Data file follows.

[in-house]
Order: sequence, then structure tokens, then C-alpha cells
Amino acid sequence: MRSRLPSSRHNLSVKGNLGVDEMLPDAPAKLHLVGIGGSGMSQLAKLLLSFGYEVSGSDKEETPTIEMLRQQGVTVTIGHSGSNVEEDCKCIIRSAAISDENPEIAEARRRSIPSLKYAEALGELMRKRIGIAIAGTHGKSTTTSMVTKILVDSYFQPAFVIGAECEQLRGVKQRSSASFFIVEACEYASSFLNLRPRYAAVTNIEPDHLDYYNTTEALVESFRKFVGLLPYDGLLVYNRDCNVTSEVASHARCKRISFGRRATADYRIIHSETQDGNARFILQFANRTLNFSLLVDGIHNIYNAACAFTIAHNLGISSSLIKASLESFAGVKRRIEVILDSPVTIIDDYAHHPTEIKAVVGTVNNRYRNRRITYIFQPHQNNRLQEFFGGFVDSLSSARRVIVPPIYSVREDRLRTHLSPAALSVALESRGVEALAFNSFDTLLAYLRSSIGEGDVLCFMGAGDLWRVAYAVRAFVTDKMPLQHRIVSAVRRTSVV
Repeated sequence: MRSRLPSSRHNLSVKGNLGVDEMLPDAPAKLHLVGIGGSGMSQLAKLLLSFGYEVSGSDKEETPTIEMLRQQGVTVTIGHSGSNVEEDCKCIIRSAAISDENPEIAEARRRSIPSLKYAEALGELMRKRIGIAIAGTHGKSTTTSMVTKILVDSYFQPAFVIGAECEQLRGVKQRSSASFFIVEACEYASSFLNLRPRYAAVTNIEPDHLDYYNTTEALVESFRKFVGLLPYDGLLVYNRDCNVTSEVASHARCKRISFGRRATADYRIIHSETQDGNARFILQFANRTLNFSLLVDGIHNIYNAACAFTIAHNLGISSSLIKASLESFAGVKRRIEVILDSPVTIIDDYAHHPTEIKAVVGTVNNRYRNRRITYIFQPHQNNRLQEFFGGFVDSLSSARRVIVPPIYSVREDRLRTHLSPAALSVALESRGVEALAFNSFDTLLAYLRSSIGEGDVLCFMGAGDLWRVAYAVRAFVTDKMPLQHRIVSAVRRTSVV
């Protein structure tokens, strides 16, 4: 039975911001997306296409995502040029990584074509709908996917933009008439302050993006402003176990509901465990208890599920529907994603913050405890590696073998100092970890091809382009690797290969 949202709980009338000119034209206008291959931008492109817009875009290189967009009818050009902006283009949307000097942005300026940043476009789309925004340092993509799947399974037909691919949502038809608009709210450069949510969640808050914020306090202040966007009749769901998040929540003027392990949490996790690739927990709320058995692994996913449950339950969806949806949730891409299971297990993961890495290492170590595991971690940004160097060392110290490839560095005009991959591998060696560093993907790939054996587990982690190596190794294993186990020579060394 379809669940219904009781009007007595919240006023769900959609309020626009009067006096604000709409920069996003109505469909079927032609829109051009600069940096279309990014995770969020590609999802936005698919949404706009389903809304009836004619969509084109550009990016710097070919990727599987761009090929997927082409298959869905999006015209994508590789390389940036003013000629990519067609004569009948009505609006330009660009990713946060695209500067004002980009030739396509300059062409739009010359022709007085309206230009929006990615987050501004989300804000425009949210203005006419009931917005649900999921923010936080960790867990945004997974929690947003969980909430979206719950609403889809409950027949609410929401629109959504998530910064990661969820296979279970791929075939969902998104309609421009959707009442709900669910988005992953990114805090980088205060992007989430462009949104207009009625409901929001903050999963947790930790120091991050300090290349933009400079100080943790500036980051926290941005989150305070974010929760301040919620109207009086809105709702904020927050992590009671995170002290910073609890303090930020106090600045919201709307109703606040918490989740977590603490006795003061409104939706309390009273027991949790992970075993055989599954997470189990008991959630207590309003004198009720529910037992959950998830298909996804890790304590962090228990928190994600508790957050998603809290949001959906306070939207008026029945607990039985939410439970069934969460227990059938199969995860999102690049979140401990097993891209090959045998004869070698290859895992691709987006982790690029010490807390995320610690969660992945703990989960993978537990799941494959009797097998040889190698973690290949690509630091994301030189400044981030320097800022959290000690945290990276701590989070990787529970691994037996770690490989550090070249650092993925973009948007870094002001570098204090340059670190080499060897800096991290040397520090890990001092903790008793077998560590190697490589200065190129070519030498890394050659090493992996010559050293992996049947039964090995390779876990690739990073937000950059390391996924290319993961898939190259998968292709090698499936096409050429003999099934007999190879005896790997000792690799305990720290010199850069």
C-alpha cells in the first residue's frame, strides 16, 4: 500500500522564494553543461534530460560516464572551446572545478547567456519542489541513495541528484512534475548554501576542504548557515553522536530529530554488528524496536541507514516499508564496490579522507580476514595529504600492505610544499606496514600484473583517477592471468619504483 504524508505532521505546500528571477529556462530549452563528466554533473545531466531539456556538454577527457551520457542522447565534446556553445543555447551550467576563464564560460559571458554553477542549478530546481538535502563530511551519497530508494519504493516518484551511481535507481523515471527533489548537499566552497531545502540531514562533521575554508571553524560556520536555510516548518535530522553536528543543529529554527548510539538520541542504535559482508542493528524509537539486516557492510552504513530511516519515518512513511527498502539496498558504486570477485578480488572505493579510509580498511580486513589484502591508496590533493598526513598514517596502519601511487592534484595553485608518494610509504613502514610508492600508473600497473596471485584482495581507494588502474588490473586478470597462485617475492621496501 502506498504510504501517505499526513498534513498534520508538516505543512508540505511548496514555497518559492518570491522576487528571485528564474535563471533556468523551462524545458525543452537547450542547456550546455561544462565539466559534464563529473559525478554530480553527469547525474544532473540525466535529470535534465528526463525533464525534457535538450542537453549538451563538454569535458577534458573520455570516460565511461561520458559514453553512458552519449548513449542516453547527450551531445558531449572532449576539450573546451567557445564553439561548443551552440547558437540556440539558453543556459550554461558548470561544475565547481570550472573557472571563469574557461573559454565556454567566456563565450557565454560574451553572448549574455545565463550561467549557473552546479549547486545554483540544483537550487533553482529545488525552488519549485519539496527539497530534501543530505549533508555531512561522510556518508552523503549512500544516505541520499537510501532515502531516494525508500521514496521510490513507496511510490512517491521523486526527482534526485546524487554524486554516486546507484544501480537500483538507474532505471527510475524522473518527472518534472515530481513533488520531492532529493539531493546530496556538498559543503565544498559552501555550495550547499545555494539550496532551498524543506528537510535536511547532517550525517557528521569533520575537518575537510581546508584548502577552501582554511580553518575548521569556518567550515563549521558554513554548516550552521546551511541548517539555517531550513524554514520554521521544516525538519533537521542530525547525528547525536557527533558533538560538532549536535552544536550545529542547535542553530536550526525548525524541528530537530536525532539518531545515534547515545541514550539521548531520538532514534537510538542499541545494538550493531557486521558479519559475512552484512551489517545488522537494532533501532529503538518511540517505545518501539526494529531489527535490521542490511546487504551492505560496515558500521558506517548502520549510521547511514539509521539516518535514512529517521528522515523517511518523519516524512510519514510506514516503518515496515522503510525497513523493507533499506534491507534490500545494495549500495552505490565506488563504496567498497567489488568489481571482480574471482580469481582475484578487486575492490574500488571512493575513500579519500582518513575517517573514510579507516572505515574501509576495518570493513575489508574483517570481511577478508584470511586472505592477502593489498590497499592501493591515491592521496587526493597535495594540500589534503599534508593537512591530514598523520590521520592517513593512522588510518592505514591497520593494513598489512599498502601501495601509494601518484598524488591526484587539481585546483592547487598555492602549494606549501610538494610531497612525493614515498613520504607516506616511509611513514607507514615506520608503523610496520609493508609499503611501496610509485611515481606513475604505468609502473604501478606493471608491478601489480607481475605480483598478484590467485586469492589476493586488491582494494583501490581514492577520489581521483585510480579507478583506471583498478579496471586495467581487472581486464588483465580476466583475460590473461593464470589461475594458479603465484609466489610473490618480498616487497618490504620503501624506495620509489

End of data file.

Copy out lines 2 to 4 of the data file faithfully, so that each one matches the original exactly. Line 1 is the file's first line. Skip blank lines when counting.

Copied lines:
Order: sequence, then structure tokens, then C-alpha cells
Amino acid sequence: MRSRLPSSRHNLSVKGNLGVDEMLPDAPAKLHLVGIGGSGMSQLAKLLLSFGYEVSGSDKEETPTIEMLRQQGVTVTIGHSGSNVEEDCKCIIRSAAISDENPEIAEARRRSIPSLKYAEALGELMRKRIGIAIAGTHGKSTTTSMVTKILVDSYFQPAFVIGAECEQLRGVKQRSSASFFIVEACEYASSFLNLRPRYAAVTNIEPDHLDYYNTTEALVESFRKFVGLLPYDGLLVYNRDCNVTSEVASHARCKRISFGRRATADYRIIHSETQDGNARFILQFANRTLNFSLLVDGIHNIYNAACAFTIAHNLGISSSLIKASLESFAGVKRRIEVILDSPVTIIDDYAHHPTEIKAVVGTVNNRYRNRRITYIFQPHQNNRLQEFFGGFVDSLSSARRVIVPPIYSVREDRLRTHLSPAALSVALESRGVEALAFNSFDTLLAYLRSSIGEGDVLCFMGAGDLWRVAYAVRAFVTDKMPLQHRIVSAVRRTSVV
Repeated sequence: MRSRLPSSRHNLSVKGNLGVDEMLPDAPAKLHLVGIGGSGMSQLAKLLLSFGYEVSGSDKEETPTIEMLRQQGVTVTIGHSGSNVEEDCKCIIRSAAISDENPEIAEARRRSIPSLKYAEALGELMRKRIGIAIAGTHGKSTTTSMVTKILVDSYFQPAFVIGAECEQLRGVKQRSSASFFIVEACEYASSFLNLRPRYAAVTNIEPDHLDYYNTTEALVESFRKFVGLLPYDGLLVYNRDCNVTSEVASHARCKRISFGRRATADYRIIHSETQDGNARFILQFANRTLNFSLLVDGIHNIYNAACAFTIAHNLGISSSLIKASLESFAGVKRRIEVILDSPVTIIDDYAHHPTEIKAVVGTVNNRYRNRRITYIFQPHQNNRLQEFFGGFVDSLSSARRVIVPPIYSVREDRLRTHLSPAALSVALESRGVEALAFNSFDTLLAYLRSSIGEGDVLCFMGAGDLWRVAYAVRAFVTDKMPLQHRIVSAVRRTSVV